As PRSA members, we are bound by a Code of Ethics. One of the three PRSA Code of Ethics provisions I am highlighting this year is about conflicts of interest.

When PR professionals change jobs, we bring all of our experience, skills and ideas to our new employer. Sometimes, that experience and skill was gained at a competitor. In Alaska, we have direct competitors in many industries. We also have organizations that, while not direct competitors, compete for a limited pool of grant funds, votes, donations, or volunteer time. And, we have organizations that work on all sides of critical public policy debates, competing for support of a particular position.

As PR professionals, we gave our former organization our best – including our great ideas.

How can we use our skills as PR practitioners to serve our new employer without compromising our ethical standards?

PRSA’s Core Principle states:

Avoiding real, potential or perceived conflicts of interest builds the trust of clients, employers and the public.

Given that background, here are a few examples of situations that may challenge PRSA practitioners in Alaska:

  1. You worked for a small credit union. Now, you’ve accepted a job with a large bank. You’ve worked in financial services for your entire career, and thoroughly understand the industry – the customers, other stakeholders, and the issues. Think about:
    • Whether or not to use an idea that your former employer liked but did not implement because they didn’t have the budget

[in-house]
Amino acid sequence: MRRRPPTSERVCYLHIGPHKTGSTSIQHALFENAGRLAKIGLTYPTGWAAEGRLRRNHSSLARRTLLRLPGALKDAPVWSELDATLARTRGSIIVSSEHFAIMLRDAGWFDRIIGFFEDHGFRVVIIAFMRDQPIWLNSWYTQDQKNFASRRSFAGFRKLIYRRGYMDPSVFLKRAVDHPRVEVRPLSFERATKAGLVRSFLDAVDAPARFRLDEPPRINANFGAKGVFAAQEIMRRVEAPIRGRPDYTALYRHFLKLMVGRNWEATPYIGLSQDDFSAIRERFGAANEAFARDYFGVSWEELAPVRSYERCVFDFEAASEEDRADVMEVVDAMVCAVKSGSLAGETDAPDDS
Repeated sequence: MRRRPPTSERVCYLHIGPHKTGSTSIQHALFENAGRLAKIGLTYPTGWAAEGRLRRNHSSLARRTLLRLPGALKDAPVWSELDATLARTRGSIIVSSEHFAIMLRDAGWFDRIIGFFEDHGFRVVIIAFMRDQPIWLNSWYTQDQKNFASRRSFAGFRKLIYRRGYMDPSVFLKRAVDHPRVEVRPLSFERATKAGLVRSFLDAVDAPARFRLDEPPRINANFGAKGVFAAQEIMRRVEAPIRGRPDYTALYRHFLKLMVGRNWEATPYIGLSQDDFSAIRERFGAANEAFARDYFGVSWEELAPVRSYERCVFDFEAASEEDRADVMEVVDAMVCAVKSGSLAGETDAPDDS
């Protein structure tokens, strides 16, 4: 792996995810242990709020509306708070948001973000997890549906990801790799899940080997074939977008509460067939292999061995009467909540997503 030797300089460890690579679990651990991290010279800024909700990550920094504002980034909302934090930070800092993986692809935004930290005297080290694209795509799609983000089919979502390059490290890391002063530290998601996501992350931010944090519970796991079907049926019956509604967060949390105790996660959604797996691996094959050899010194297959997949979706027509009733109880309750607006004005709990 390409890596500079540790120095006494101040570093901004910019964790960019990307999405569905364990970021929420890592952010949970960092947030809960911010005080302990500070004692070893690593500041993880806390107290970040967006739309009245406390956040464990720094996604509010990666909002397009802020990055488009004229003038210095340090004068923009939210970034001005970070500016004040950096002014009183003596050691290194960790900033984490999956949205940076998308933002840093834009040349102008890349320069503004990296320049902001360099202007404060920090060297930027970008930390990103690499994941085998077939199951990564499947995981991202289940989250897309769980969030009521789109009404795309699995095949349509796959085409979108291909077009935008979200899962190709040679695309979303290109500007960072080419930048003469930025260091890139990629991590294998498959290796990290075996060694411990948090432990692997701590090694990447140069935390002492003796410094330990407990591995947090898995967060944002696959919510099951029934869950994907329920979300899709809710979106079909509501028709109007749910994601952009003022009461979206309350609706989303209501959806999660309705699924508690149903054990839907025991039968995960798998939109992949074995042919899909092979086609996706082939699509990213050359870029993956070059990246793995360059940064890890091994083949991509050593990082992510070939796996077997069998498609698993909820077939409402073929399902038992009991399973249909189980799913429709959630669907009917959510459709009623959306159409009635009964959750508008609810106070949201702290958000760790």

• Whether or not to correct your new boss when they say something about your former employer that you know is not true
    • How to approach your former employer’s top customers
  2. You worked for a state permitting agency. Now, you’ve accepted a job with a resource development company. Think about:
    • How, and how quickly, to make your new job clear to the media and other stakeholders
    • Whether or not to use the connections you made with agency and elected officials to get an audience for your new company on permitting issues
    • Whether or not to use your knowledge of the permitting agency’s internal process to accelerate your company’s permit applications
  3. You worked in the communications department for a human services organization. Now, you’ve accepted a job supporting fundraising professionals at another nonprofit. Think about:
    • How, and how quickly, to make your new job clear to important stakeholders
    • How to approach major donors from your former organization
    • Whether or not to respond to questions from donors about your former organization’s budget, personnel, or client outcomes

You need to be familiar with the conflict of interest policies at your former organization and in your new organization. You may need to study laws and regulations that govern your new industry. Within those frameworks, though, you are left with a lot of gray areas. In these situations, your personal values and PRSA’s Code of Ethics should guide your actions.

Have you had any of these experiences? How did you handle it? Would you handle it differently now? Share your thoughts, and I will (anonymously) use them in a future column.

I’m also available for confidential advice if you want to talk through the ethical implications of an action – or inaction – you are considering. Reach out at blythe@blythecampbell.com.

You can get more information about ethics at PRSA at www.prsa.org/ethics.

By Blythe Campbell, 2019 PRSA Alaska Chapter Ethics Officer